A sense of disbelief was the first reaction I had when one of my staff members stopped by my office that September morning and asked if I knew that there was water leaking in the main reading room. As I mentioned above we had been joking amongst ourselves about my recent run of disasters; it didn’t really seem possible that something else could have happened but as I stepped into the hallway I could hear the water streaming out of a broken sprinkler head.
We do not know exactly how much water was released but the type of sprinkler system installed in the Library’s reading room is intended to fully douse a fire in its particular zone or range in a few minutes – this damaged sprinkler ran for over ten minutes – and resulted in nearly three inches of water on the floor and water draining down the vertical supports of the shelving units. There was so much water in fact that it ran down between floors and was pooling also in the main hall of the Court building two floors below the library.
Despite the volume of water we were quite lucky in several ways. First, the main reading room was in the midst of a renovation project and some plywood boards had been placed across the top of the upper tier of double-book stacks which helped to deflect some of the water. Second, we had two staff members who, along with one of the contractors working on the renovation, quickly gathered some plastic sheeting from the renovation workers and then climbed up on the top level of stacks, while the water was still going, and spread the plastic out across the top of the upper shelving further deflecting the water away and protecting a significant portion of the material. Some of the contractors working on the renovation also quickly threaded plastic sheeting through the shelving in the bottom tier across the books on the top shelves.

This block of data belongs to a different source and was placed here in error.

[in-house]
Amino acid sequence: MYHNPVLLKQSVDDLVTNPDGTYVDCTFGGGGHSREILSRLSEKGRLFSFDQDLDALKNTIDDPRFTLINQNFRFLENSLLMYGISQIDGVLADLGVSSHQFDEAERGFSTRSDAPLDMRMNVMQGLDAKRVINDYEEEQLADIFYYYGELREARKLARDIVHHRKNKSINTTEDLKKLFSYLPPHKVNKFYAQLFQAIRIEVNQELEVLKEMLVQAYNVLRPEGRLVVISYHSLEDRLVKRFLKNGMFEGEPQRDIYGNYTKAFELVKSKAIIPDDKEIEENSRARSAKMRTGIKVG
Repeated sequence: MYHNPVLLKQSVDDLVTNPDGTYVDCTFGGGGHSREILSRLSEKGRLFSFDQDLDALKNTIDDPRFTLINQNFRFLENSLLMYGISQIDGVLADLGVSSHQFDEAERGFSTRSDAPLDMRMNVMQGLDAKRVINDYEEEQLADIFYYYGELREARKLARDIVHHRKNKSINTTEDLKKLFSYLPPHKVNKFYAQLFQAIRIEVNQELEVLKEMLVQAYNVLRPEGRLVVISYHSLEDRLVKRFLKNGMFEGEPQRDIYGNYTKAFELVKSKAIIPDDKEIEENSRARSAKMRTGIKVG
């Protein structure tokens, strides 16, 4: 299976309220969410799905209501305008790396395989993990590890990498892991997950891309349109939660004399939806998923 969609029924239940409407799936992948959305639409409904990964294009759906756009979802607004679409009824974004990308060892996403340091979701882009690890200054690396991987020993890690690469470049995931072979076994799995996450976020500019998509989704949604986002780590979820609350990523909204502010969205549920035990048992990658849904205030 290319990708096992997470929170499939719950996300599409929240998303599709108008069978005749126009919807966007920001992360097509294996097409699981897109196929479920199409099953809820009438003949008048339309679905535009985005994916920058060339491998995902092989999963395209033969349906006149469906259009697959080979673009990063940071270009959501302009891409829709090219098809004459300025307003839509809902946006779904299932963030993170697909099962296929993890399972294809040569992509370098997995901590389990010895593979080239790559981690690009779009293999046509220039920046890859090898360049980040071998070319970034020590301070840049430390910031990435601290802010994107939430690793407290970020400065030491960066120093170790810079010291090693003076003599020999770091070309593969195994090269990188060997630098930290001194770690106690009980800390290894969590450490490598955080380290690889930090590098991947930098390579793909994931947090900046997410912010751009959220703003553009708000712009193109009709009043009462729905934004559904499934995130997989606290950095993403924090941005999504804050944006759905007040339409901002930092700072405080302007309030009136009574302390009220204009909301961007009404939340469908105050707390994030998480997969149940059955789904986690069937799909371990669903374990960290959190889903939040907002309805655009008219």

Initial response /safety: This brings me to the first point I want to share with readers. While we are very grateful for their efforts, had I been in the room at the time I would not have allowed anyone to get up on the top tier of the bookcases while this event was going on. There was still power going to the lights and floor receptacles and the water was dousing metal framed book stacks – from a safety standpoint this was so not a good idea! One of the first things to keep in mind when responding to a disaster is that safety really does have to come first – no book collection is worth risking life or injury to protect in an ongoing disaster.
Initial response / building security: My second point goes hand-in-hand with personal safety and that is building security. As staff from around the Supreme Court converged on the area the librarians were, to some extent, relegated to the sidelines. As counter-intuitive as that may seem it really is the most appropriate course of action. Library staff were anxious to get in and start saving the materials but those several inches of water were still on the floor and the power was still on. The Marshal of the Court, the Court Police, and the Building Support Services staff really did not want or need the librarians underfoot until they had completed the tasks that they needed to do – including wetvacing up the water and getting the power turned off. The contractors working on the renovation also played a role as they quickly pitched in to help get the water cleaned up.